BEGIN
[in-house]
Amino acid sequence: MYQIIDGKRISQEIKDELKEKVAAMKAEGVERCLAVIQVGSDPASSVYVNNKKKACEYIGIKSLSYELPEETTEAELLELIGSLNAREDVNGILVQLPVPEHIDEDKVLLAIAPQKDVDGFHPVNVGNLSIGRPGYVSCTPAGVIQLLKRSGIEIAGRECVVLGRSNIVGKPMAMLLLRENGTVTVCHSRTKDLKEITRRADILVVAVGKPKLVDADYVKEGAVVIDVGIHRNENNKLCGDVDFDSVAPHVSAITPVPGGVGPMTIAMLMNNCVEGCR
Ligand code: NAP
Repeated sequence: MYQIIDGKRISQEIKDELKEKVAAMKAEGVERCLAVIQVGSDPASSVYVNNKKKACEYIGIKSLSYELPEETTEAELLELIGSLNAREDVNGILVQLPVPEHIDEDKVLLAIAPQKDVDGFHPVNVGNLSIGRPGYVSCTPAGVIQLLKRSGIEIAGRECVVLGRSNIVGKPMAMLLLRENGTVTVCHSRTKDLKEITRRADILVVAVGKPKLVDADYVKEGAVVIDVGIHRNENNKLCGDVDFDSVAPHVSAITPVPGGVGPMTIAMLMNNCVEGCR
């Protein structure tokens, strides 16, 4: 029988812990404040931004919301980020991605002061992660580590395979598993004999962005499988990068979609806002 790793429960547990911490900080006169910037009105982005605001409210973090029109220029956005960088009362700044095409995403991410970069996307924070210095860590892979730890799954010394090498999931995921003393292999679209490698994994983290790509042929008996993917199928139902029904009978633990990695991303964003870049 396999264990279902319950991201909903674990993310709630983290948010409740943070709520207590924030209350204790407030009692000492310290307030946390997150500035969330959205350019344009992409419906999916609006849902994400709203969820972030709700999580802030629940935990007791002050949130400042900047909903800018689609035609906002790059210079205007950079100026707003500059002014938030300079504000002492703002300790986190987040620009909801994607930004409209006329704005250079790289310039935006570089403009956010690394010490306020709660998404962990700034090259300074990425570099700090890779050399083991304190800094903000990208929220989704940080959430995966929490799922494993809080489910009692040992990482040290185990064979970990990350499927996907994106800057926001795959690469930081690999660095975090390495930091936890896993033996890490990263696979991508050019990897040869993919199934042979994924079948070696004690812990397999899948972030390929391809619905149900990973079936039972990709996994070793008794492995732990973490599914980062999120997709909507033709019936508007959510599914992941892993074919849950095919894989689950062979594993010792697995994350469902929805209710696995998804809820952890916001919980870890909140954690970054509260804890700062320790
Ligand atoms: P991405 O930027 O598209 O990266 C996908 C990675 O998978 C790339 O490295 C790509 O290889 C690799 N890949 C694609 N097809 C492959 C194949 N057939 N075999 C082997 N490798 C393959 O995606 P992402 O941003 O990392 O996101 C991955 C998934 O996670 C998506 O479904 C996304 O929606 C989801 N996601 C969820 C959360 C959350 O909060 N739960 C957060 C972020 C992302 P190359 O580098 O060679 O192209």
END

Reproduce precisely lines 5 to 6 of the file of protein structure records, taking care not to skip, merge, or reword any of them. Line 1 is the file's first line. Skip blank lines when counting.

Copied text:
């Protein structure tokens, strides 16, 4: 029988812990404040931004919301980020991605002061992660580590395979598993004999962005499988990068979609806002 790793429960547990911490900080006169910037009105982005605001409210973090029109220029956005960088009362700044095409995403991410970069996307924070210095860590892979730890799954010394090498999931995921003393292999679209490698994994983290790509042929008996993917199928139902029904009978633990990695991303964003870049 396999264990279902319950991201909903674990993310709630983290948010409740943070709520207590924030209350204790407030009692000492310290307030946390997150500035969330959205350019344009992409419906999916609006849902994400709203969820972030709700999580802030629940935990007791002050949130400042900047909903800018689609035609906002790059210079205007950079100026707003500059002014938030300079504000002492703002300790986190987040620009909801994607930004409209006329704005250079790289310039935006570089403009956010690394010490306020709660998404962990700034090259300074990425570099700090890779050399083991304190800094903000990208929220989704940080959430995966929490799922494993809080489910009692040992990482040290185990064979970990990350499927996907994106800057926001795959690469930081690999660095975090390495930091936890896993033996890490990263696979991508050019990897040869993919199934042979994924079948070696004690812990397999899948972030390929391809619905149900990973079936039972990709996994070793008794492995732990973490599914980062999120997709909507033709019936508007959510599914992941892993074919849950095919894989689950062979594993010792697995994350469902929805209710696995998804809820952890916001919980870890909140954690970054509260804890700062320790
Ligand atoms: P991405 O930027 O598209 O990266 C996908 C990675 O998978 C790339 O490295 C790509 O290889 C690799 N890949 C694609 N097809 C492959 C194949 N057939 N075999 C082997 N490798 C393959 O995606 P992402 O941003 O990392 O996101 C991955 C998934 O996670 C998506 O479904 C996304 O929606 C989801 N996601 C969820 C959360 C959350 O909060 N739960 C957060 C972020 C992302 P190359 O580098 O060679 O192209």